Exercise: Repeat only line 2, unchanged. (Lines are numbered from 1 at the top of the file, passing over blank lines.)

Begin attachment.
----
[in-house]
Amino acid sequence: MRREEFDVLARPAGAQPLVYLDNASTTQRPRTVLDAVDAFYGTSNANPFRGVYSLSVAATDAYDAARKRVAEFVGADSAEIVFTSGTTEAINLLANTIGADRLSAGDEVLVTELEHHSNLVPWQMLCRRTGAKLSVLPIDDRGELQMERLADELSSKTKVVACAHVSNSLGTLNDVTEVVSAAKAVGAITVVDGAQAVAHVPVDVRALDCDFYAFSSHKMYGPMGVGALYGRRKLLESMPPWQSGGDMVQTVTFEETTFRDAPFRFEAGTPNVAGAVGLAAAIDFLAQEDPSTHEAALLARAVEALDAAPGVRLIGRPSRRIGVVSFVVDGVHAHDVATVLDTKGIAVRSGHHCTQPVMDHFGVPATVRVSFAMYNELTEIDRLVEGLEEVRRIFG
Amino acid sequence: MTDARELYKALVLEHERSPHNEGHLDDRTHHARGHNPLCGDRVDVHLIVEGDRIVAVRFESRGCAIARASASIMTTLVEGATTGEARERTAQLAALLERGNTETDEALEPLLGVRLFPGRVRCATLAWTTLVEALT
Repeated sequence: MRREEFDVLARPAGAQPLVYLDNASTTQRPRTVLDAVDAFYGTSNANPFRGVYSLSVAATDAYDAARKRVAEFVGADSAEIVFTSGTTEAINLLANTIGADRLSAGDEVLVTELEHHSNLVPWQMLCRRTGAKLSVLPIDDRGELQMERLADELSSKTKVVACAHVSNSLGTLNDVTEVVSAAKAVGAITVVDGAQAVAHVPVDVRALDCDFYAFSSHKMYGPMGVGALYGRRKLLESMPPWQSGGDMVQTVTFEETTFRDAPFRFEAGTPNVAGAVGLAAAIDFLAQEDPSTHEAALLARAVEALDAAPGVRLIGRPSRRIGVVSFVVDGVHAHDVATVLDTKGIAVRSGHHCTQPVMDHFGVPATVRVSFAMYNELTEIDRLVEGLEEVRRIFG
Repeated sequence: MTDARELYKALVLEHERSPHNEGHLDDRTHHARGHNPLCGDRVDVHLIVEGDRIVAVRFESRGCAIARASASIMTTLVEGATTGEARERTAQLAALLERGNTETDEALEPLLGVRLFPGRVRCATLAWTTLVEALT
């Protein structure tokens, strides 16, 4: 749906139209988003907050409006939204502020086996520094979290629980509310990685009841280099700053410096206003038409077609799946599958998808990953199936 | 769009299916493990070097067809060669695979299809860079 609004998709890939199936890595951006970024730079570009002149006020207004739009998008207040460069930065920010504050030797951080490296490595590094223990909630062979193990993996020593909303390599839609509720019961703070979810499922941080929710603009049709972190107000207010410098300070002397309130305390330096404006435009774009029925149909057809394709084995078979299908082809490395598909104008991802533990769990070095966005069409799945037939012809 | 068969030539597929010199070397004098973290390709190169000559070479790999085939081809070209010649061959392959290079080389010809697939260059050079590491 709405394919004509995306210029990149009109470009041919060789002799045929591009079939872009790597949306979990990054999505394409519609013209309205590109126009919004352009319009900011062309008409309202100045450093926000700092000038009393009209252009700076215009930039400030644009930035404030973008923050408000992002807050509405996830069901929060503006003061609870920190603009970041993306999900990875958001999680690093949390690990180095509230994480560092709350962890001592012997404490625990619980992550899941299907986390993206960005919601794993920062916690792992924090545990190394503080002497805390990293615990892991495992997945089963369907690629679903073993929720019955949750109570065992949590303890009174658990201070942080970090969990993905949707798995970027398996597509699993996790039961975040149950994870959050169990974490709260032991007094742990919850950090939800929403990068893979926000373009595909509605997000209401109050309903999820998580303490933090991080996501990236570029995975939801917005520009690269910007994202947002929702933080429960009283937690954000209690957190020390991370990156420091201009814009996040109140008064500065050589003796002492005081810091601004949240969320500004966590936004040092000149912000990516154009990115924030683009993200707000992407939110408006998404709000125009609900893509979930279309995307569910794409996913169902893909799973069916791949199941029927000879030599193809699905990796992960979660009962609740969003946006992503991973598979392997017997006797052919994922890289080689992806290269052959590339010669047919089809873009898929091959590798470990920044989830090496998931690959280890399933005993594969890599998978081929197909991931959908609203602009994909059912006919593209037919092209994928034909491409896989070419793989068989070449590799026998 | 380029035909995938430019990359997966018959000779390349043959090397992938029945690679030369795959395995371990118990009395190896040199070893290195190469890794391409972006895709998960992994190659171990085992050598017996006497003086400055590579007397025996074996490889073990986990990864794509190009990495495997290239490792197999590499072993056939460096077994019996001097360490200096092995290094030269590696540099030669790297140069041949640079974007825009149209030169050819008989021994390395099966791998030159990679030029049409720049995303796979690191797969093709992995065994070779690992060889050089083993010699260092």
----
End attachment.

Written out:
Amino acid sequence: MRREEFDVLARPAGAQPLVYLDNASTTQRPRTVLDAVDAFYGTSNANPFRGVYSLSVAATDAYDAARKRVAEFVGADSAEIVFTSGTTEAINLLANTIGADRLSAGDEVLVTELEHHSNLVPWQMLCRRTGAKLSVLPIDDRGELQMERLADELSSKTKVVACAHVSNSLGTLNDVTEVVSAAKAVGAITVVDGAQAVAHVPVDVRALDCDFYAFSSHKMYGPMGVGALYGRRKLLESMPPWQSGGDMVQTVTFEETTFRDAPFRFEAGTPNVAGAVGLAAAIDFLAQEDPSTHEAALLARAVEALDAAPGVRLIGRPSRRIGVVSFVVDGVHAHDVATVLDTKGIAVRSGHHCTQPVMDHFGVPATVRVSFAMYNELTEIDRLVEGLEEVRRIFG